A Note on the Text

The Jew of Malta

Appendix A: Jewishness in Marlowe’s England

  1. From John Foxe, Acts and Monuments (1610)
    1. [The destruction of the Jews in 73 CE]
    2. [Hugh of Lincoln and other stories]
  2. From Raphael Holinshed, The Third Volume of Chronicles of England, Scotland, and Ireland (1587)
    1. [London Jews executed for counterfeiting and debasing coins in 1278]
    2. [The expulsion of the Jews from England in 1290]
  3. From Thomas Nashe, The Unfortunate Traveller (1594)
  4. From Geoffrey Chaucer, “The Prioress’s Tale,” The Canterbury Tales (1602)
  5. From “An homily for Good Friday, concerning the death and passion of our Saviour Jesus Christ,” in The Second Tome of Homilies (1563)
  6. From Robert Wilson, The Three Ladies of London (1584)
    1. [Mercadorus is confronted by Gerontus, to whom he owes money]
    2. [Arrested, Mercadorus is brought before the Judge of Turkey]
  7. From Sir Thomas Browne, “Of the Jews,” Pseudodoxia Epidemica (1646)

Appendix B: Rhodes, Malta, and European-Ottoman Relations

  1. From Nicholas Nicholay, The Navigations, peregrinations and voyages, made into Turkey by Nicholas Nicholay (1585)
  2. From Richard Knolles, The General History of the Turks (1603)
    1. [Preparation for the siege of Malta begins]
    2. [The Turks take Saint Elmo]
    3. [The Turkish forces leave Malta]
  3. From A Form to be used in Common prayer … to excite and stir all godly people to pray unto God for the preservation of those Christians and their Countries that are now invaded by the Turk in Hungary or elsewhere (1566)
  4. From Richard Hakluyt, The Principle Navigations, Voyages, and Discoveries of the English Nation (1589)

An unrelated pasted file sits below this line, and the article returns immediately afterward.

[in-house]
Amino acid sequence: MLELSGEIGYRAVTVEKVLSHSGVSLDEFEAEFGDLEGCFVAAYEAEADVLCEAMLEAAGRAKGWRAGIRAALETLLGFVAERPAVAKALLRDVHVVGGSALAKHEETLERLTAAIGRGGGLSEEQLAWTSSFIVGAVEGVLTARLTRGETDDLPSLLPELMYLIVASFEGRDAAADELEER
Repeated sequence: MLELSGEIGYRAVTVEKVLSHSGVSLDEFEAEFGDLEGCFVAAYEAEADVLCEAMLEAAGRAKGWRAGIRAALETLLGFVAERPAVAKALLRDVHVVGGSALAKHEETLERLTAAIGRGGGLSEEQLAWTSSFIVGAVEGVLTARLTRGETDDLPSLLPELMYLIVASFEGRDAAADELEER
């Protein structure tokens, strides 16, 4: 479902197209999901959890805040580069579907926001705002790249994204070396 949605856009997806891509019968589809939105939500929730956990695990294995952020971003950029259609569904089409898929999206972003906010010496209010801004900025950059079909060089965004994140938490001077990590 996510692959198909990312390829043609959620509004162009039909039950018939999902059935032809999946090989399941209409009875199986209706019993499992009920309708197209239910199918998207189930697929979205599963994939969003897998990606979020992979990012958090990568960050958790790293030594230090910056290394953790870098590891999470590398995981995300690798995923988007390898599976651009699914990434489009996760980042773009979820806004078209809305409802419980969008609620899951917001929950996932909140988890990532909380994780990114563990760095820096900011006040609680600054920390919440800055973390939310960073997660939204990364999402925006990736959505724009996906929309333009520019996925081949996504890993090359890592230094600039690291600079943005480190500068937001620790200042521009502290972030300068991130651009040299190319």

1. [“The letters sent from the Imperial Musulmanlike highness of Sultan Murad Khan to the sacred regal Majesty of Elizabeth Queen of England”]
    2. [“The answer of her Majesty to the aforesaid letters of the Great Turk”]

Appendix C: Machiavellianism

  1. From Innocent Gentillet, A Discourse Upon the Means of Well Governing and Maintaining in Good Peace a Kingdom, or Other Principality … Against Nicholas Machiavel the Florentine (1602)
    1. [From “A Preface to the first Part”]
    2. [From Gentillet’s refutation of Machiavelli’s first maxim of religion]
    3. [From Gentillet’s refutation of Machiavelli’s twentyfirst maxim of policy]
    4. [The maxims]
  2. From Niccolò Machiavelli, The Prince (1640)
    1. [Edward Dacres’s “Epistle to the Reader”]
    2. [Chapter XV, “Of those things in respect whereof men, and especially princes, are praised or dispraised”]
    3. [From Chapter XVIII, “In what manner princes ought to keep their words”]
    4. [Chapter XXV, “How great power Fortune hath in human affairs, and what means there is to resist it”]

Appendix D: Marlowe’s Reputation

  1. From Robert Greene, Perimedes the Blacksmith (1588) and A Groatsworth of Wit (1592)
    1. [From Perimedes the Blacksmith]
    2. [From A Groatsworth of Wit]
  2. Thomas Kyd’s letters to Sir John Puckering about Marlowe
  3. Richard Baines, “A note containing the opinion of Christopher Marlowe concerning his damnable Judgment of religion and scorn of God’s word”
  4. From Thomas Beard, The Theatre of God’s Judgements (1597)

Works Cited and Further Reading

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The Jew of Malta 4.8 out of 5 based on 0 ratings. 5 reviews.
Anonymous More than 1 year ago
That sounds like a good idea too. What if each res or handful of results was a different time period?
Anonymous More than 1 year ago
Ww2 based
Anonymous More than 1 year ago
Okay. So where should we base it? Or should it be all countries that the rpers characters are from?
Anonymous More than 1 year ago
Anonymous More than 1 year ago